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Discussion Starter #1
Hi,
I had some bad experience with some bad pads, tryed all the advices you gave me to make them better, but they were beyond salvation. I am going to have them changed by new ones.
What should I look out for, size, thikness, stiffness?

Regards!
 

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If you order from musicmedic.com (which is what I would suggest), they will have an option for you to select your horn's make/model before adding the pads to your cart. If not, perhaps if you supplied a serial number somebody here with a Big B, or at least experience with them, could give you a list of tone hole diameters.

As far as thickness, I believe Curt Altarac recomends pads between .160" and .165" thick for Buescher horns. Do you have the original snap-ins? If you do, it's wise to keep them and use the musicmedic replacement snap-ins, although you can also modify roopads, and likely others, to fit this system. Just don't remove the snaps and spuds!!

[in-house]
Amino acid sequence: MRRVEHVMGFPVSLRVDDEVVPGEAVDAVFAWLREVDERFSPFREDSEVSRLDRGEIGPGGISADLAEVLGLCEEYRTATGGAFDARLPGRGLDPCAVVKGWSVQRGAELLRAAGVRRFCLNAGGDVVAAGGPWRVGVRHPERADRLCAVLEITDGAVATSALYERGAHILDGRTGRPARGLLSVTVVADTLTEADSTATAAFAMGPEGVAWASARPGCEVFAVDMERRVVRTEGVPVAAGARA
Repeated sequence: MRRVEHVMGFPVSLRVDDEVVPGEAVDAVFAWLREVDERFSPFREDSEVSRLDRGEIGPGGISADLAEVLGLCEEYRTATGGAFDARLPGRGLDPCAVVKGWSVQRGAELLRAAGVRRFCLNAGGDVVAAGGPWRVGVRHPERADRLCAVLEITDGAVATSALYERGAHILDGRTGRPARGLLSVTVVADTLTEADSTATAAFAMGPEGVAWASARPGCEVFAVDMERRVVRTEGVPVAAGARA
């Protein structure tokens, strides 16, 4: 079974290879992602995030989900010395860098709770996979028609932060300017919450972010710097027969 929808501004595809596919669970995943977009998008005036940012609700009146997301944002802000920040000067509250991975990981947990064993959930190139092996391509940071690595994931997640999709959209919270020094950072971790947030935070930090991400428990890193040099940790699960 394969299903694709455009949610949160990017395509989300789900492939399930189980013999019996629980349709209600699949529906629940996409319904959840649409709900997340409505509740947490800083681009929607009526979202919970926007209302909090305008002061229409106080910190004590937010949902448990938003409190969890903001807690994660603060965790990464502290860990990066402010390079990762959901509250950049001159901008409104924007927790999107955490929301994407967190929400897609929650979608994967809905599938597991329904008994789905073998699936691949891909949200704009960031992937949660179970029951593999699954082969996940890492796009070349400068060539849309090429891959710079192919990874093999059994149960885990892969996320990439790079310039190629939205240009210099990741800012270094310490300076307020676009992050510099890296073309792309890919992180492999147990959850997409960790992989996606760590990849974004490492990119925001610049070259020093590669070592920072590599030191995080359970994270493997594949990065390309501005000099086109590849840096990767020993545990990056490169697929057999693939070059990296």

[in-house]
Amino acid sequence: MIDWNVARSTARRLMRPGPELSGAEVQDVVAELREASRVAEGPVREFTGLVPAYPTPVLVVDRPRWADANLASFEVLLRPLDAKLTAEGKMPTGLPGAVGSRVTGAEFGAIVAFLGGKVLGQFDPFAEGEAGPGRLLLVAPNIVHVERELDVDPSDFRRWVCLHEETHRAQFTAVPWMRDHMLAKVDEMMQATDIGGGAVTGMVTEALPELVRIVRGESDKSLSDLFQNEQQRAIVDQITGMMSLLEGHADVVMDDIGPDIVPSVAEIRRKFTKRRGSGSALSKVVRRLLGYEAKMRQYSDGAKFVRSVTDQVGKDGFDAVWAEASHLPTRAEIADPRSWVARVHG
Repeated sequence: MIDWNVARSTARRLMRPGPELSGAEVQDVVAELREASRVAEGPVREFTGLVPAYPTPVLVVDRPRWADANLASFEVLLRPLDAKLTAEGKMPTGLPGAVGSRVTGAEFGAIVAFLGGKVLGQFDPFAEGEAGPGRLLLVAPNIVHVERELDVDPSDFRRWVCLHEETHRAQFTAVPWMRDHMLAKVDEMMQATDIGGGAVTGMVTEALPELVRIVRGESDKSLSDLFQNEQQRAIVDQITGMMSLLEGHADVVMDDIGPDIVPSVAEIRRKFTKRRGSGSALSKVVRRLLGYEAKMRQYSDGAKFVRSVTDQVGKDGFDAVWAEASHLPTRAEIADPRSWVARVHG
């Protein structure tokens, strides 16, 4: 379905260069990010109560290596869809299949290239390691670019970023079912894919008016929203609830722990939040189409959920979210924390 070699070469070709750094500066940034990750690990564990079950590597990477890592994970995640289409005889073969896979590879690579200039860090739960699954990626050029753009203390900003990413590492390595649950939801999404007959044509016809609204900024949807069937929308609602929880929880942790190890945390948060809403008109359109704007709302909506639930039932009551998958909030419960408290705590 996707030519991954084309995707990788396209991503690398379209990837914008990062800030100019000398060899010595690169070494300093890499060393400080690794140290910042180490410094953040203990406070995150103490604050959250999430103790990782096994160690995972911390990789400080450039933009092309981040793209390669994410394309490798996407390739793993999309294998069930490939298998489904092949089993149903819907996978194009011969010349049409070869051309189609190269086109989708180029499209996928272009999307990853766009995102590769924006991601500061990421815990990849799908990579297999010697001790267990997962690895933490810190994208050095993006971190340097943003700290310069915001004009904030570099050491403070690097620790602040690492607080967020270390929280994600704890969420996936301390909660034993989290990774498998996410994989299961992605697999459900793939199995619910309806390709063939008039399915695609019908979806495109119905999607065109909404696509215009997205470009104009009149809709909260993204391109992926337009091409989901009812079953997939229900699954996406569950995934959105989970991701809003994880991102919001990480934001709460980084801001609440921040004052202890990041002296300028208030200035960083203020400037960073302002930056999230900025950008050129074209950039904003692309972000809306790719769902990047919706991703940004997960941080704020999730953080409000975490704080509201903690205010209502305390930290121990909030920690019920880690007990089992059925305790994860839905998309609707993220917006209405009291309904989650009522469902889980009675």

- J
 

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Discussion Starter #3
If you order from musicmedic.com (which is what I would suggest), they will have an option for you to select your horn's make/model before adding the pads to your cart. If not, perhaps if you supplied a serial number somebody here with a Big B, or at least experience with them, could give you a list of tone hole diameters.

As far as thickness, I believe Curt Altarac recomends pads between .160" and .165" thick for Buescher horns. Do you have the original snap-ins? If you do, it's wise to keep them and use the musicmedic replacement snap-ins, although you can also modify roopads, and likely others, to fit this system. Just don't remove the snaps and spuds!!